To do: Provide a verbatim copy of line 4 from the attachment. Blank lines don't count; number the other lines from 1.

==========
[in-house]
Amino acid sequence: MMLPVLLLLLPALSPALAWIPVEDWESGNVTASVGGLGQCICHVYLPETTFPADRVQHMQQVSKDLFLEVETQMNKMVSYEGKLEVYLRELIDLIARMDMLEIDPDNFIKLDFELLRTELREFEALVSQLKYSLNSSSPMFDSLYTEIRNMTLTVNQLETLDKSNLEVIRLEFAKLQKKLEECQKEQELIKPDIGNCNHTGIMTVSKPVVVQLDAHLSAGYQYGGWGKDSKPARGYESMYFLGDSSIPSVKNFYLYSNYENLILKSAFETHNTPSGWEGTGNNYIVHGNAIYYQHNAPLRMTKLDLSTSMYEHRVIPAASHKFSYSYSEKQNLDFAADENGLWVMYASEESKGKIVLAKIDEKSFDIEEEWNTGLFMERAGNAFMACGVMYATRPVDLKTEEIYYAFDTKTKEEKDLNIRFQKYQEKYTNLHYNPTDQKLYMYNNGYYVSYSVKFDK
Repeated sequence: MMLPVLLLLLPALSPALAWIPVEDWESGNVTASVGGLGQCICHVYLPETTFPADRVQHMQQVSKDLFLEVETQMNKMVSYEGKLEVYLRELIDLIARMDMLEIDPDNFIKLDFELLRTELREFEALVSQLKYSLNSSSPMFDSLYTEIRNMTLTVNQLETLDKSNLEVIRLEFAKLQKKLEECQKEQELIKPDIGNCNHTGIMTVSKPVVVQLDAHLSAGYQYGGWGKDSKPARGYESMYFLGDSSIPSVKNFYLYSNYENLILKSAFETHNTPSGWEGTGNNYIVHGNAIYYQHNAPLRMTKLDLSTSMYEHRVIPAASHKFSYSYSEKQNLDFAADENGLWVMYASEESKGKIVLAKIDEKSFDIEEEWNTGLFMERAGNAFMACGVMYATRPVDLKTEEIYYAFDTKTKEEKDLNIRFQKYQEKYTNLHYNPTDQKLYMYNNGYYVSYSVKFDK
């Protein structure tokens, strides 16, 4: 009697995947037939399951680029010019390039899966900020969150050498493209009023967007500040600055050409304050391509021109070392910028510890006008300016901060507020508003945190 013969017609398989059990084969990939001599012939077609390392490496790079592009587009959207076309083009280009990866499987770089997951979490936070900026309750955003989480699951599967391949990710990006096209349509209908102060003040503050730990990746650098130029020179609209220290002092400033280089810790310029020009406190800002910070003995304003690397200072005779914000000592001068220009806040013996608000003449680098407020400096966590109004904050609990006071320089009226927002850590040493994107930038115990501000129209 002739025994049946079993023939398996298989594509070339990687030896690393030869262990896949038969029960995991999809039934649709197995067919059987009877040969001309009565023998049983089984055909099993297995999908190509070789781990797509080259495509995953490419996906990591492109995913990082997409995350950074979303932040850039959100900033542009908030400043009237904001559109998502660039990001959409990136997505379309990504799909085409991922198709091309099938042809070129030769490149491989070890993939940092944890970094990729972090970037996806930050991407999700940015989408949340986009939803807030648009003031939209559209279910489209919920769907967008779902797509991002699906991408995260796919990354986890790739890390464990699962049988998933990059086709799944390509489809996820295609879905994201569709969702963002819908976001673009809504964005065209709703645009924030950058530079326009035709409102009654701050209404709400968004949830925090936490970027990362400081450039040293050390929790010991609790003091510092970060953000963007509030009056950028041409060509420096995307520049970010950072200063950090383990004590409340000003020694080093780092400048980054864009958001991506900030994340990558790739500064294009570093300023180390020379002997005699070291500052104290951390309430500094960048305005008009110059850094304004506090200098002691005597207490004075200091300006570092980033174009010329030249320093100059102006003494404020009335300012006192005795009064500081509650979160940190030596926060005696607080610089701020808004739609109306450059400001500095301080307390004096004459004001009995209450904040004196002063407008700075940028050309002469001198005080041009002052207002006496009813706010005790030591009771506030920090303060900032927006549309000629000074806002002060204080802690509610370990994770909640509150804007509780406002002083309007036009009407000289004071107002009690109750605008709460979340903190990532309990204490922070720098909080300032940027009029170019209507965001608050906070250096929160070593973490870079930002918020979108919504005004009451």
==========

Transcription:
């Protein structure tokens, strides 16, 4: 009697995947037939399951680029010019390039899966900020969150050498493209009023967007500040600055050409304050391509021109070392910028510890006008300016901060507020508003945190 013969017609398989059990084969990939001599012939077609390392490496790079592009587009959207076309083009280009990866499987770089997951979490936070900026309750955003989480699951599967391949990710990006096209349509209908102060003040503050730990990746650098130029020179609209220290002092400033280089810790310029020009406190800002910070003995304003690397200072005779914000000592001068220009806040013996608000003449680098407020400096966590109004904050609990006071320089009226927002850590040493994107930038115990501000129209 002739025994049946079993023939398996298989594509070339990687030896690393030869262990896949038969029960995991999809039934649709197995067919059987009877040969001309009565023998049983089984055909099993297995999908190509070789781990797509080259495509995953490419996906990591492109995913990082997409995350950074979303932040850039959100900033542009908030400043009237904001559109998502660039990001959409990136997505379309990504799909085409991922198709091309099938042809070129030769490149491989070890993939940092944890970094990729972090970037996806930050991407999700940015989408949340986009939803807030648009003031939209559209279910489209919920769907967008779902797509991002699906991408995260796919990354986890790739890390464990699962049988998933990059086709799944390509489809996820295609879905994201569709969702963002819908976001673009809504964005065209709703645009924030950058530079326009035709409102009654701050209404709400968004949830925090936490970027990362400081450039040293050390929790010991609790003091510092970060953000963007509030009056950028041409060509420096995307520049970010950072200063950090383990004590409340000003020694080093780092400048980054864009958001991506900030994340990558790739500064294009570093300023180390020379002997005699070291500052104290951390309430500094960048305005008009110059850094304004506090200098002691005597207490004075200091300006570092980033174009010329030249320093100059102006003494404020009335300012006192005795009064500081509650979160940190030596926060005696607080610089701020808004739609109306450059400001500095301080307390004096004459004001009995209450904040004196002063407008700075940028050309002469001198005080041009002052207002006496009813706010005790030591009771506030920090303060900032927006549309000629000074806002002060204080802690509610370990994770909640509150804007509780406002002083309007036009009407000289004071107002009690109750605008709460979340903190990532309990204490922070720098909080300032940027009029170019209507965001608050906070250096929160070593973490870079930002918020979108919504005004009451």